Ancient Churches Lexicon Entry:


Back to: Lexicon Index | Lexicon Home

In the Golden Age, when tribes, families, and households lived separately, and not under governments, dignity was associated with the head of the family. These heads of families were loved, respected, and venerated by their children, not because their parents gave them birth, but because they gave them instruction and wisdom, which was a second birth, the birth of their spirit (DP 215).

After that time, though, when the love of ruling crept in, enmity and hostility rose up against those who would not submit to be ruled. Out of necessity, tribes, families, and households banded together into communities and protected themselves with towers, walls, and earthworks. They also set over themselves a person whom they called first a judge, and afterwards a prince, and finally a king or emperor. From the judge, prince, king or emperor, the lust of dominion spread like a disease to many (DP 215).

In the representative Ancient Church, the two offices of king and priest had existed jointly in one person, as was the case with Melchizedek, for example (AC 6148). But when worldly and bodily loves began to close up the higher regions of the understanding, then governments were established under a sole monarch (TCR 9).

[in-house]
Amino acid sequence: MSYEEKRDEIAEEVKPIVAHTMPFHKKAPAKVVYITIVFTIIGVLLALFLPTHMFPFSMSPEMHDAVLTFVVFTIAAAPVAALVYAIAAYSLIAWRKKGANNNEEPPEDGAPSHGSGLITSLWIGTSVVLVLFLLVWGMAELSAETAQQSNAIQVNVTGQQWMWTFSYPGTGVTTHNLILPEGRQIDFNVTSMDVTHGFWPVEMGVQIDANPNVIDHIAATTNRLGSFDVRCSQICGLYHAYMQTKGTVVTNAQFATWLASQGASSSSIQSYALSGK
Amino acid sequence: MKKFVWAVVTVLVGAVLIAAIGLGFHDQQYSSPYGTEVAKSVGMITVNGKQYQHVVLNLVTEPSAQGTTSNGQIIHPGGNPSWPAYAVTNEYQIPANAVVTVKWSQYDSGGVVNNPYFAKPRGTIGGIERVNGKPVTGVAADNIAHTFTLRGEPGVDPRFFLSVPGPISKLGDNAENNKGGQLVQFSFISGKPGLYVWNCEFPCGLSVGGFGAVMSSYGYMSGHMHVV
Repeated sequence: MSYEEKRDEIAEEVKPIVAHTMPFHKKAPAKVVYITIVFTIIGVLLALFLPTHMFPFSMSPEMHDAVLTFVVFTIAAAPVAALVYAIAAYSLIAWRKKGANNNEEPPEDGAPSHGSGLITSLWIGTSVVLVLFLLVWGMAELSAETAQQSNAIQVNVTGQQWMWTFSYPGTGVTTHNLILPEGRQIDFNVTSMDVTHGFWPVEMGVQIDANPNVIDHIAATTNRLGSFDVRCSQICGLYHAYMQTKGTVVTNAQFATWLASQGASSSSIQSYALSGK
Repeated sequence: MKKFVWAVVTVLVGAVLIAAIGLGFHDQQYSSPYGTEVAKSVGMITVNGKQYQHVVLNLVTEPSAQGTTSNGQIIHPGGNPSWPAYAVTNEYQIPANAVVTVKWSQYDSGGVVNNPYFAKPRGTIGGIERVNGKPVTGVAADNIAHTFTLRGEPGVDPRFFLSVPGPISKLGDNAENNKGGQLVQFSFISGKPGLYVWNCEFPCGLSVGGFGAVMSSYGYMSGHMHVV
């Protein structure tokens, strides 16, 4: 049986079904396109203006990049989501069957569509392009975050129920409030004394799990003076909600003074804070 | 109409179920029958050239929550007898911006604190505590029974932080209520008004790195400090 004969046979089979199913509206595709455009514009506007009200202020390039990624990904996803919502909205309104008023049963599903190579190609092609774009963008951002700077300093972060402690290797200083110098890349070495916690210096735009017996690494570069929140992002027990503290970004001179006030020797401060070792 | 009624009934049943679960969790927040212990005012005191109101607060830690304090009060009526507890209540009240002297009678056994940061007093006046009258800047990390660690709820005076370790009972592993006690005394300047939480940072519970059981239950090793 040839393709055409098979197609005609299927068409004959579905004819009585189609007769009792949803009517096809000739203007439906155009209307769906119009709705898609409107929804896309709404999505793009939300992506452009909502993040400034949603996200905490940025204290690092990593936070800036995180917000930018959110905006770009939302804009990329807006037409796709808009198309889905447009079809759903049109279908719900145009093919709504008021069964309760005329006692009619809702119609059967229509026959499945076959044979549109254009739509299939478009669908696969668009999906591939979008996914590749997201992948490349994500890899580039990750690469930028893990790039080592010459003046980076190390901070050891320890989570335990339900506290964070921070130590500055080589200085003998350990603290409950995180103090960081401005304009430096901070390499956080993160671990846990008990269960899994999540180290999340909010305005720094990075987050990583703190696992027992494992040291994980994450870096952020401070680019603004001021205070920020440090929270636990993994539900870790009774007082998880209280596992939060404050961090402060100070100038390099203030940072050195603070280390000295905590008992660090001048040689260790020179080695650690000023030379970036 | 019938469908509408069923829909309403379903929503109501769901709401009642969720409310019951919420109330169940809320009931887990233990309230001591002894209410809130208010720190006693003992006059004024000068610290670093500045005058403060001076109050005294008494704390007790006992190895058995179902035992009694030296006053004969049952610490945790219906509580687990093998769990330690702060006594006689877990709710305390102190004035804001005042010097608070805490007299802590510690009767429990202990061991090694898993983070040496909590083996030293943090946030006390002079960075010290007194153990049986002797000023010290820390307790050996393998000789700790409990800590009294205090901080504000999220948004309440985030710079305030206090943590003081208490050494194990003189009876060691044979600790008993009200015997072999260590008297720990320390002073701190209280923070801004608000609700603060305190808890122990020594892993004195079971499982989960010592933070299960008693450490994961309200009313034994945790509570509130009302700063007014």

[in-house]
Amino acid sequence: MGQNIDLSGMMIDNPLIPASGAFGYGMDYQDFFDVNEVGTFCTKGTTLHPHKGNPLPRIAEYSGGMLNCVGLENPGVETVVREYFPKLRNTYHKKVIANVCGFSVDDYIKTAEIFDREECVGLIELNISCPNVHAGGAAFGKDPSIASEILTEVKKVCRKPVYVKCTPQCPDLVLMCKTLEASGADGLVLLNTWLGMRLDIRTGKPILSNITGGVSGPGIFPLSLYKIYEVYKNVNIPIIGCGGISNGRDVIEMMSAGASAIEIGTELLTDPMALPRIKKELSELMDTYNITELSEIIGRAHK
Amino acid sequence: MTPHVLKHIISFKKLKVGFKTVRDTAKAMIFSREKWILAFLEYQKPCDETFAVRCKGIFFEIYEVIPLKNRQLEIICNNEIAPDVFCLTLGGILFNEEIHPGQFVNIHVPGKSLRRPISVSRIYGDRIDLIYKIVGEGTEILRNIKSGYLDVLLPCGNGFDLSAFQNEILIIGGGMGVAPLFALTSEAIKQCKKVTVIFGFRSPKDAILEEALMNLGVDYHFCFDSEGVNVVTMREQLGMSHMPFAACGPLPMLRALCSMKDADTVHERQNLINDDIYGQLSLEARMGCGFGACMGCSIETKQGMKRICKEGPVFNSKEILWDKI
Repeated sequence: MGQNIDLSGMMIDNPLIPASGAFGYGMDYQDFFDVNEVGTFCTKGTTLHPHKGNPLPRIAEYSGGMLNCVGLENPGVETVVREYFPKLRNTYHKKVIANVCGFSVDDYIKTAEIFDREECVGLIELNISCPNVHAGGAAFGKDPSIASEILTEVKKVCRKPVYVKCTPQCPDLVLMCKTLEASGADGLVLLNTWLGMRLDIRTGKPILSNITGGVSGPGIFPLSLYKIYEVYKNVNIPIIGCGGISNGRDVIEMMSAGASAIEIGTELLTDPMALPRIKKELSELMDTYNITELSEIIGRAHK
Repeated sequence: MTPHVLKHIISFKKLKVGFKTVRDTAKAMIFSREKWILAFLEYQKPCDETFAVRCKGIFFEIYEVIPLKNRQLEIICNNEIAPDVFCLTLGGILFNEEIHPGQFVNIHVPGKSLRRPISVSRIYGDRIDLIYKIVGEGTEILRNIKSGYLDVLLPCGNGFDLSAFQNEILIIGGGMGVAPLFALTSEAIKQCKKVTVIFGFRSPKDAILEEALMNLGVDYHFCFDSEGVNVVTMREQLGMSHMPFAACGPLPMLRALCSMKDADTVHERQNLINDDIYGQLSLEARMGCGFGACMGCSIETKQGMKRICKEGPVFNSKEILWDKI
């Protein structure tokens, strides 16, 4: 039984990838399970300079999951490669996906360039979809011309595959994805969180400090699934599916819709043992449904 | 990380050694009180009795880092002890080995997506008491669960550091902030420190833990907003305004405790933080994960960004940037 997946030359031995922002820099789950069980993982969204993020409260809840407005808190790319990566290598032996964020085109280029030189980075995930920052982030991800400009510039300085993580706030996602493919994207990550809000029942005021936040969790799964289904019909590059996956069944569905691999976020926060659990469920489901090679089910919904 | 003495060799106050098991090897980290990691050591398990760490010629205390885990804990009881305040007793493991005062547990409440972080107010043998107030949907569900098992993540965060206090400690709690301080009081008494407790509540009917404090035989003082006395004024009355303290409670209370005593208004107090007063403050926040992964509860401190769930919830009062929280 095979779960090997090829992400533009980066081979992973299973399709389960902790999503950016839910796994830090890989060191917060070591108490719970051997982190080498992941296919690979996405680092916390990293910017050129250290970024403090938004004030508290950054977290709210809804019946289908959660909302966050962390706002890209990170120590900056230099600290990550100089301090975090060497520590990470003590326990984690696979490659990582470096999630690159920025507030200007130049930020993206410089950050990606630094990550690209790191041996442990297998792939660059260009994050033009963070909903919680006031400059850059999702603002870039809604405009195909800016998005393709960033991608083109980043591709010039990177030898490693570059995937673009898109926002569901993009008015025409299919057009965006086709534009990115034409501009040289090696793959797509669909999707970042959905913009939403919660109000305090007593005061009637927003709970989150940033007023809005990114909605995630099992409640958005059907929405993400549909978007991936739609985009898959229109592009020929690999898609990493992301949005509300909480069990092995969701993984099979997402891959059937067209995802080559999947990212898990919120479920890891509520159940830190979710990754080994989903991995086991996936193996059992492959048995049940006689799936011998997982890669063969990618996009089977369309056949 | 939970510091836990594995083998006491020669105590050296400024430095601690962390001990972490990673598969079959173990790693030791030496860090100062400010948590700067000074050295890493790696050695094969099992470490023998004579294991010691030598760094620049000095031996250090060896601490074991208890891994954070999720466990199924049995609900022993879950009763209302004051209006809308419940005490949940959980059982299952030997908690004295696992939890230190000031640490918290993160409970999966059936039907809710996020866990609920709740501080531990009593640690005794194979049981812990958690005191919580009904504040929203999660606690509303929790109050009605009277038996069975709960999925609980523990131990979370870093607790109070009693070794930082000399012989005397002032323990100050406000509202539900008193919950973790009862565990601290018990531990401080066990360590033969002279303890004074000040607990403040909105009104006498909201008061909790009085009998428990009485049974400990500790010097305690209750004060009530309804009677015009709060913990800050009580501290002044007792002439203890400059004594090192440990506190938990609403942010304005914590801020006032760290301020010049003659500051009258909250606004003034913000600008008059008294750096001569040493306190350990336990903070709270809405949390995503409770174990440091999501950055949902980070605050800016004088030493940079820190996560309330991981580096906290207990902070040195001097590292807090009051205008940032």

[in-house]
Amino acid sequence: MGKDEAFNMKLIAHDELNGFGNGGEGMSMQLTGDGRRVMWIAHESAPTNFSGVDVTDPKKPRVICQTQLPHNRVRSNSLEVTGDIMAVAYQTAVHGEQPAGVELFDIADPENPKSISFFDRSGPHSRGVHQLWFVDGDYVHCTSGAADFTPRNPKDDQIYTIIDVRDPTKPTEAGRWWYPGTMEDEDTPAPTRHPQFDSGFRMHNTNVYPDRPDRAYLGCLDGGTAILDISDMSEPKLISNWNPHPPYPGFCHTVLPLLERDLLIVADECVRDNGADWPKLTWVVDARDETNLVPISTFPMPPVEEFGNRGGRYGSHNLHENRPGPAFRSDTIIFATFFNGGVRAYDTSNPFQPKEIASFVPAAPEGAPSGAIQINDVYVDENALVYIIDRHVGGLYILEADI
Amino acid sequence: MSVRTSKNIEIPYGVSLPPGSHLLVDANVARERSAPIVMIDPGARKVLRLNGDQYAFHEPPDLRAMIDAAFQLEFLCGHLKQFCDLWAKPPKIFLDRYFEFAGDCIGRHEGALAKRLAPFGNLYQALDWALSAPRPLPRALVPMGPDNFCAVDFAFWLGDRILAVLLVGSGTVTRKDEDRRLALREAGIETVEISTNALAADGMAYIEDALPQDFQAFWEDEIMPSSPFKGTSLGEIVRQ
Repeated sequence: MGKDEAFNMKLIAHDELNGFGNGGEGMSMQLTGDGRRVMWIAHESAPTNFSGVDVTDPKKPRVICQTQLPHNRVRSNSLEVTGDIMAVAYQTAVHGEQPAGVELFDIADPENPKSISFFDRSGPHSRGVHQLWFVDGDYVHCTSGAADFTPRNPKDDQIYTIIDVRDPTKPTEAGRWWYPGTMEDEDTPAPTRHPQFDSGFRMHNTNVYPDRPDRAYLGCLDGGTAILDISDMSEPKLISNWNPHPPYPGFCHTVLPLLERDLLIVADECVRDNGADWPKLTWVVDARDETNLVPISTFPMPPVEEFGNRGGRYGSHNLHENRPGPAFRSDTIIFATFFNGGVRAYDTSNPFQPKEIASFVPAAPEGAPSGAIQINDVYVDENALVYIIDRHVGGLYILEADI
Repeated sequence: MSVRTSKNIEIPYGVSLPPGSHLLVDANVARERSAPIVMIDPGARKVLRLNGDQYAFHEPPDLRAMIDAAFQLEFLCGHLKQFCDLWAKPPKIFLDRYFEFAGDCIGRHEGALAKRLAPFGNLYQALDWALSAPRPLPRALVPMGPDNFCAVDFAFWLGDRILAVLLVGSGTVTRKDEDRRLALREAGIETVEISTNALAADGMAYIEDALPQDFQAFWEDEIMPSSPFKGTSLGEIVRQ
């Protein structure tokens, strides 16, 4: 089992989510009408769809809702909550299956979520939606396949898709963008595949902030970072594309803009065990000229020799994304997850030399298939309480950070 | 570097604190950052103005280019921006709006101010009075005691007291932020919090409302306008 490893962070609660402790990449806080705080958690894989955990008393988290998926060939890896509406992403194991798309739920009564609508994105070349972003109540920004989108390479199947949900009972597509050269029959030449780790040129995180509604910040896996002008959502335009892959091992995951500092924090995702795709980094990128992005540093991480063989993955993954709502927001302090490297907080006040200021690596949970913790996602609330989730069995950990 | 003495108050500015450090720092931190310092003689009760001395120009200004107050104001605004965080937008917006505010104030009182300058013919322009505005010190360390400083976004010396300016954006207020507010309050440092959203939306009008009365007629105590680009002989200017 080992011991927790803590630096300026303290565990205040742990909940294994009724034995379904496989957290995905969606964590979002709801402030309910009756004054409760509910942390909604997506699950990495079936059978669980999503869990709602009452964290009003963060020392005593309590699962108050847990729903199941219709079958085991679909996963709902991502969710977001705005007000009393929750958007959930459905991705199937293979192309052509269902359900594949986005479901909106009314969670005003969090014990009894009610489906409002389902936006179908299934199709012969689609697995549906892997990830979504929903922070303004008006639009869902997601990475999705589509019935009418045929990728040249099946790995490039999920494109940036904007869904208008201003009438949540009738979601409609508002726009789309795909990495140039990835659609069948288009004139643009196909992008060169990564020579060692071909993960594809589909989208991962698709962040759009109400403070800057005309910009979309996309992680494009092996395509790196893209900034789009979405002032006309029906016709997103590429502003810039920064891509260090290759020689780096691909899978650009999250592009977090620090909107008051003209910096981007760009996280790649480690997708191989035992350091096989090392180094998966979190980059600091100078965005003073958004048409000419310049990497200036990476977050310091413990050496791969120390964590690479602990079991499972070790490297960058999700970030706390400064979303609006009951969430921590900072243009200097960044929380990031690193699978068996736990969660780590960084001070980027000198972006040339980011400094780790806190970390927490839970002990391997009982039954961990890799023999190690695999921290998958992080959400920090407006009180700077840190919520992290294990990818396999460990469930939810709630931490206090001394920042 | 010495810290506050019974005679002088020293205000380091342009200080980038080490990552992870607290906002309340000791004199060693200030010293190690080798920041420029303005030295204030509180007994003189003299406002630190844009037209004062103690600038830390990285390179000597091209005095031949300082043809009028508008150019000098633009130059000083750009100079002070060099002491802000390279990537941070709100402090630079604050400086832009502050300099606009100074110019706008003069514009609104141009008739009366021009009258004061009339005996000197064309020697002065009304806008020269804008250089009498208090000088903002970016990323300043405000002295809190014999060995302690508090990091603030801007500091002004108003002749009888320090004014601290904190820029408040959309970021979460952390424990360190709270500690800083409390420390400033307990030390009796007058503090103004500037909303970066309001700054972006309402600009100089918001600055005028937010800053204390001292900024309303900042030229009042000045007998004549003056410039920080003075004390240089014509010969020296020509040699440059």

The ancients originated several customs of monarchical government, customs that were still followed in Swedenborg’s day. The customs surrounding the coronation of a monarch originated in ancient times, such as sitting on a silver throne, wearing a purple robe, being anointed with oil, wearing a crown, holding a scepter, sword, and keys, riding on a white horse with horseshoes made of silver, and being waited on at a table by the chief nobles of the kingdom (AC 4966). The throne became a symbol of a king in most ancient times, which is why it now denotes the office of a monarch (AC 5313). The scepter also became a royal emblem in ancient times, because it represented power (AC 4013). Monarchs are anointed with oil because in ancient times this ritual represented the good of love (AC 9954).

See also:

Anointings, Cities, Families, Four Ages, Melchizedek, Names of the Lord, Worship

Passages relating to Monarchs and the Ancient Churches:

AC 4013; AC 4581; AC 4966; AC 5313; AC 6148; AC 9954; DP 215; TCR 9
Help with References and Abbreviations